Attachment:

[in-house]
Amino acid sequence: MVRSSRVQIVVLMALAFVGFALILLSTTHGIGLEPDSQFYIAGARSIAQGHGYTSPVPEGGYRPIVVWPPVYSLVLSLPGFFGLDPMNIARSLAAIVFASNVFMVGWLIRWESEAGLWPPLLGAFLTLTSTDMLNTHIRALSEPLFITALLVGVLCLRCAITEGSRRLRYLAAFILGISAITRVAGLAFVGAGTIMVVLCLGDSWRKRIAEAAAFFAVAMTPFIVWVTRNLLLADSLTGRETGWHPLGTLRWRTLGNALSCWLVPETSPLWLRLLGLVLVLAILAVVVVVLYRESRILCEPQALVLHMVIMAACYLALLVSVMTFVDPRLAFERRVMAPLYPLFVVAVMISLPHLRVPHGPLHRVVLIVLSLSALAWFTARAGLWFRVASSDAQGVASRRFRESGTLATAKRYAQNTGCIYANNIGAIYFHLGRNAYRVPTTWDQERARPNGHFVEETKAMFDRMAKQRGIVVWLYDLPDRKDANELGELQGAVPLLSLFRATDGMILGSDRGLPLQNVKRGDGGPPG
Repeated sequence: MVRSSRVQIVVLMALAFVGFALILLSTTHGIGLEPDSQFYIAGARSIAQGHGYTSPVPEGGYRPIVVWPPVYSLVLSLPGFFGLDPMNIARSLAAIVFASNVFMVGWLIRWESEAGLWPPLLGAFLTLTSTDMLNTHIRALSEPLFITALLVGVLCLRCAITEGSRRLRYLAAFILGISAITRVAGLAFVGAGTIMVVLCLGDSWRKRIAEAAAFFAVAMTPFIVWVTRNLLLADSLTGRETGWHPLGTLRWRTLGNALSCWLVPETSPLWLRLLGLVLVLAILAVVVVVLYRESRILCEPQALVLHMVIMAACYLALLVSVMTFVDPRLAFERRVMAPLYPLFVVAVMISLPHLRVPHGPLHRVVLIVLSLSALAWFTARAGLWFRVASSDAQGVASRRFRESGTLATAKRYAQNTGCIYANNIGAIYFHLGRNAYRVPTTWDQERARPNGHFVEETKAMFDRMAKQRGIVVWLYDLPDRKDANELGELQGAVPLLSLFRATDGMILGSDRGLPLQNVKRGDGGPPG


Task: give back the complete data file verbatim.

[in-house]
Amino acid sequence: MVRSSRVQIVVLMALAFVGFALILLSTTHGIGLEPDSQFYIAGARSIAQGHGYTSPVPEGGYRPIVVWPPVYSLVLSLPGFFGLDPMNIARSLAAIVFASNVFMVGWLIRWESEAGLWPPLLGAFLTLTSTDMLNTHIRALSEPLFITALLVGVLCLRCAITEGSRRLRYLAAFILGISAITRVAGLAFVGAGTIMVVLCLGDSWRKRIAEAAAFFAVAMTPFIVWVTRNLLLADSLTGRETGWHPLGTLRWRTLGNALSCWLVPETSPLWLRLLGLVLVLAILAVVVVVLYRESRILCEPQALVLHMVIMAACYLALLVSVMTFVDPRLAFERRVMAPLYPLFVVAVMISLPHLRVPHGPLHRVVLIVLSLSALAWFTARAGLWFRVASSDAQGVASRRFRESGTLATAKRYAQNTGCIYANNIGAIYFHLGRNAYRVPTTWDQERARPNGHFVEETKAMFDRMAKQRGIVVWLYDLPDRKDANELGELQGAVPLLSLFRATDGMILGSDRGLPLQNVKRGDGGPPG
Repeated sequence: MVRSSRVQIVVLMALAFVGFALILLSTTHGIGLEPDSQFYIAGARSIAQGHGYTSPVPEGGYRPIVVWPPVYSLVLSLPGFFGLDPMNIARSLAAIVFASNVFMVGWLIRWESEAGLWPPLLGAFLTLTSTDMLNTHIRALSEPLFITALLVGVLCLRCAITEGSRRLRYLAAFILGISAITRVAGLAFVGAGTIMVVLCLGDSWRKRIAEAAAFFAVAMTPFIVWVTRNLLLADSLTGRETGWHPLGTLRWRTLGNALSCWLVPETSPLWLRLLGLVLVLAILAVVVVVLYRESRILCEPQALVLHMVIMAACYLALLVSVMTFVDPRLAFERRVMAPLYPLFVVAVMISLPHLRVPHGPLHRVVLIVLSLSALAWFTARAGLWFRVASSDAQGVASRRFRESGTLATAKRYAQNTGCIYANNIGAIYFHLGRNAYRVPTTWDQERARPNGHFVEETKAMFDRMAKQRGIVVWLYDLPDRKDANELGELQGAVPLLSLFRATDGMILGSDRGLPLQNVKRGDGGPPG